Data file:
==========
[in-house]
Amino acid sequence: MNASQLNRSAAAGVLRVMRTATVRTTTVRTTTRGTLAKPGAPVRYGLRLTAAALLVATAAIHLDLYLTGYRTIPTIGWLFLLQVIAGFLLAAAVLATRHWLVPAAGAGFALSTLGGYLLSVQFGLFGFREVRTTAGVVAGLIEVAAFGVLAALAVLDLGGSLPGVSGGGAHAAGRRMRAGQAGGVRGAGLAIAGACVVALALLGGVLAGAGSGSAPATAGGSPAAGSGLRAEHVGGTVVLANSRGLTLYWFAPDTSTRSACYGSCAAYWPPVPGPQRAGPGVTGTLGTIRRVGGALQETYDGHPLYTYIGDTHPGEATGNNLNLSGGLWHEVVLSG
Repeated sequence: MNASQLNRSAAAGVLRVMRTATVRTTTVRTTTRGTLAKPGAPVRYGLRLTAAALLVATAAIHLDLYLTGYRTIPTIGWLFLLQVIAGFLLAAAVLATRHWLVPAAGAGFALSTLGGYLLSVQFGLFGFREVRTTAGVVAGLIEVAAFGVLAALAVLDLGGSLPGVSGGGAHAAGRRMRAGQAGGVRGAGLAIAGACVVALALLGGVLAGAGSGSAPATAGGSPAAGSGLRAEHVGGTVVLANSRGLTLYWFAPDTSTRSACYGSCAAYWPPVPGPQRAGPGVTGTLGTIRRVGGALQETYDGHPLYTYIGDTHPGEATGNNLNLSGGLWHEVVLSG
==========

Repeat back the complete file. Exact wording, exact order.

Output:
[in-house]
Amino acid sequence: MNASQLNRSAAAGVLRVMRTATVRTTTVRTTTRGTLAKPGAPVRYGLRLTAAALLVATAAIHLDLYLTGYRTIPTIGWLFLLQVIAGFLLAAAVLATRHWLVPAAGAGFALSTLGGYLLSVQFGLFGFREVRTTAGVVAGLIEVAAFGVLAALAVLDLGGSLPGVSGGGAHAAGRRMRAGQAGGVRGAGLAIAGACVVALALLGGVLAGAGSGSAPATAGGSPAAGSGLRAEHVGGTVVLANSRGLTLYWFAPDTSTRSACYGSCAAYWPPVPGPQRAGPGVTGTLGTIRRVGGALQETYDGHPLYTYIGDTHPGEATGNNLNLSGGLWHEVVLSG
Repeated sequence: MNASQLNRSAAAGVLRVMRTATVRTTTVRTTTRGTLAKPGAPVRYGLRLTAAALLVATAAIHLDLYLTGYRTIPTIGWLFLLQVIAGFLLAAAVLATRHWLVPAAGAGFALSTLGGYLLSVQFGLFGFREVRTTAGVVAGLIEVAAFGVLAALAVLDLGGSLPGVSGGGAHAAGRRMRAGQAGGVRGAGLAIAGACVVALALLGGVLAGAGSGSAPATAGGSPAAGSGLRAEHVGGTVVLANSRGLTLYWFAPDTSTRSACYGSCAAYWPPVPGPQRAGPGVTGTLGTIRRVGGALQETYDGHPLYTYIGDTHPGEATGNNLNLSGGLWHEVVLSG